Alternative Dispute Resolution and Keeping the Client’s Life Private

Alternative Dispute Resolution and Keeping the Client’s Life Private

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Alternative Dispute Resolution and Keeping the Client's Life Private

Rockville, MD—David  Bulitt says that any spouse considering divorce needs to be very careful about whom they pick as their attorney.

“This is not like hiring an electrician or a plumber,” Bulitt explained in a recent laws.com interview.  “This is someone who you have to be comfortable talking to, listening to and trusting their judgment.  You have to be willing and able to work with this person through one of the toughest times in your life. Who's going to be in the captain's chair?  You wouldn't hire Joe Smith because he is a friend or was in a magazine. Hire him because you trust his judgment”

(More on News at LAWS.com, Contact Sean for interviews “seanc@laws.com”)

Bulitt says that he originally went into family law because he wanted to be a trial lawyer, and at the time when he went into practice, divorce cases went to court almost all the time.  “Now I don't try nearly as many cases, due to alternative forms of conflict resolution,” he says.

This switch to alternative dispute resolution has led to fewer trials, but is often better for divorcing couples, according to Bulitt.  “I used to revel in going to trial, but now people who don't want their names in the newspaper and don't want reporters rummaging through their lives come to me,” he says.  “I do the best I can to move them through as painlessly as possible, so that their private lives don't become public.”

For Bulitt, this philosophy has led to a number of awards and accolades.  For more than a decade, he is included as one of the top divorce lawyers in the Washington DC area by Washingtonian Magazine, Best Lawyers in America and other publications. He is also recognized as one of the best in his field by Super Lawyers.

When it comes to one of the latest trends in divorce law today—collaborative divorce—Bulitt says that he's something of a skeptic.  “I took the course and am certified. Personally though,  - and some of my friends who do it aren't going to like this,” he explains, “but I can do the same work in the same way but without all the ropes and chains of a “collaborative divorce”.  If you know how to settle a case, you don’t need the whole collaborative framework to get it done. I find that a collaborative divorce is often more costly than a more traditional model.  In fact, some of the clients who have paid me the most were those whose collaborative divorce failed and their lawyer referred them to me to litigate the case.”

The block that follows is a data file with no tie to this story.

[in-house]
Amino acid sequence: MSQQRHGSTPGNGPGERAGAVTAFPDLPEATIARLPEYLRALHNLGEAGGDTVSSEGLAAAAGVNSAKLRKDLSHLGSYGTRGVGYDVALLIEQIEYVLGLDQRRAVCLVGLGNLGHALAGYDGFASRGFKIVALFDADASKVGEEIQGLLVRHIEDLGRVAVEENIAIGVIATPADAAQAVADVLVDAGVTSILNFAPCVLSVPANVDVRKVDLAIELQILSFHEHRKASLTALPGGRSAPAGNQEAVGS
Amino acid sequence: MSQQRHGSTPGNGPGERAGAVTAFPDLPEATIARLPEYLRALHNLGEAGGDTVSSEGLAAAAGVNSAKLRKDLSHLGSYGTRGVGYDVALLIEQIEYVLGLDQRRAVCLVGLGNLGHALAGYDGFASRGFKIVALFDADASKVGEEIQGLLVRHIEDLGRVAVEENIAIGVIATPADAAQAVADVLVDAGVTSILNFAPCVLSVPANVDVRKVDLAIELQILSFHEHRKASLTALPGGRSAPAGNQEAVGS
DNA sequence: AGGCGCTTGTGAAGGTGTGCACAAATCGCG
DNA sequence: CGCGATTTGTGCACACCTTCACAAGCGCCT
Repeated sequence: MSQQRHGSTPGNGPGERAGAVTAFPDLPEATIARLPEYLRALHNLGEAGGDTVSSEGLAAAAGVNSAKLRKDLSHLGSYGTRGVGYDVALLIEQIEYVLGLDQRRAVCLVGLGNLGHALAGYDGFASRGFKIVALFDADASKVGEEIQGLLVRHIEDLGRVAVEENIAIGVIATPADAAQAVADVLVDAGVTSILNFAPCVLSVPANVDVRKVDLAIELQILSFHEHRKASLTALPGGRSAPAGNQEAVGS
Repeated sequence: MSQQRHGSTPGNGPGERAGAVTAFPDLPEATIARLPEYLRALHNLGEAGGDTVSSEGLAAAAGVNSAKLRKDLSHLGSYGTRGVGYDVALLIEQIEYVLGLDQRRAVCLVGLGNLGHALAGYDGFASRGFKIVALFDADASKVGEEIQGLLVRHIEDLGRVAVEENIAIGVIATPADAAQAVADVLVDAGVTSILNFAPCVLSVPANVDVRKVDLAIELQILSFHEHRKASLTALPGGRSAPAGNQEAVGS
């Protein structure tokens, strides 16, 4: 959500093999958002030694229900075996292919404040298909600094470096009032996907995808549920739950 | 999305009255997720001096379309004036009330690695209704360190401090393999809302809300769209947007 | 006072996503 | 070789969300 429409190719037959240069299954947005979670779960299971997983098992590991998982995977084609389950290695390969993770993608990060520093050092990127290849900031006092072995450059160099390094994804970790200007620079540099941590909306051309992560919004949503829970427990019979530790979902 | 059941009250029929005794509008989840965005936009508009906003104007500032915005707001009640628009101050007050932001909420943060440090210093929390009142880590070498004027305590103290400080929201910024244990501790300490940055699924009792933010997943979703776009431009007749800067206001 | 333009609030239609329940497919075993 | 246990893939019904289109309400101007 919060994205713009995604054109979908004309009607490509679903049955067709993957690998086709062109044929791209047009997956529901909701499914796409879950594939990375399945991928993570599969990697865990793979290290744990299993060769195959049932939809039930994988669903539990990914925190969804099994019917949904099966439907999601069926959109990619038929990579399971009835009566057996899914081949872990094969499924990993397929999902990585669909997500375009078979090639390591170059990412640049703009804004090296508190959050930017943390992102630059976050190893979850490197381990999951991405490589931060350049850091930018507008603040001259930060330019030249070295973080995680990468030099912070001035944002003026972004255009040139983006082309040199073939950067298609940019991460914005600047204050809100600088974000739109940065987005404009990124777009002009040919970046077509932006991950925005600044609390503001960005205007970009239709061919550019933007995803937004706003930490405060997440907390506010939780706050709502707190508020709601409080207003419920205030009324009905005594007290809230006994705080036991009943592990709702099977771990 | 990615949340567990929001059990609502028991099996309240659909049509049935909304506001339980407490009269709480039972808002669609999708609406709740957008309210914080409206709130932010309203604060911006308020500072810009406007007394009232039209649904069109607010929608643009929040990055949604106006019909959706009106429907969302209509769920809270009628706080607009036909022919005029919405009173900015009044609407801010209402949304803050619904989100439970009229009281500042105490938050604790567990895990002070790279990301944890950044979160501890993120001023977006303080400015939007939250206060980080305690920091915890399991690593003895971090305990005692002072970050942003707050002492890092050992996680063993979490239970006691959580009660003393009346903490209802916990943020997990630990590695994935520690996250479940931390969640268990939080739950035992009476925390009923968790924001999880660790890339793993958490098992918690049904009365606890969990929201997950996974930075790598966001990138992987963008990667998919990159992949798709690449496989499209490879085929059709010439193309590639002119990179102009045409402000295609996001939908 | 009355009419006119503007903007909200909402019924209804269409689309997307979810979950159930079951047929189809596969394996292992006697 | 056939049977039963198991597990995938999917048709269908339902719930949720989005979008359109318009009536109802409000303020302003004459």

In the collaborative process, the couple has to agree not to go to court.  “If the process falls apart, the lawyer leaves, and you have to get a new lawyer,” Bullitt says, which makes collaborative law a costly option for anyone who suspects that their disputes may need to be resolved through trial.

While divorce trials still happen, Bullitt says that they're much less common, thanks to new approaches to settling divorce cases.  “There are now a lot of structures in place that try to get people to settle before getting to a judge.  You find a lot more of these instances in family cases where there are individuals with high net worth,” he says.  “Folks who have worked hard for their money tend to be more pragmatic.  They can understand the risks of letting a judge make decisions about their marriage, and these folks see utility in deciding their own destiny.”

Due to changes in family laws, Bulitt says that couples with custody disputes in Maryland today can expect their case to take less time than it may have in the past.  “The time it takes to litigate a custody case has shortened over the years.  It could take two years to litigate back in the day—now we have a general timeline here in Maryland that the entire case has to be done by the time a year has passed.”

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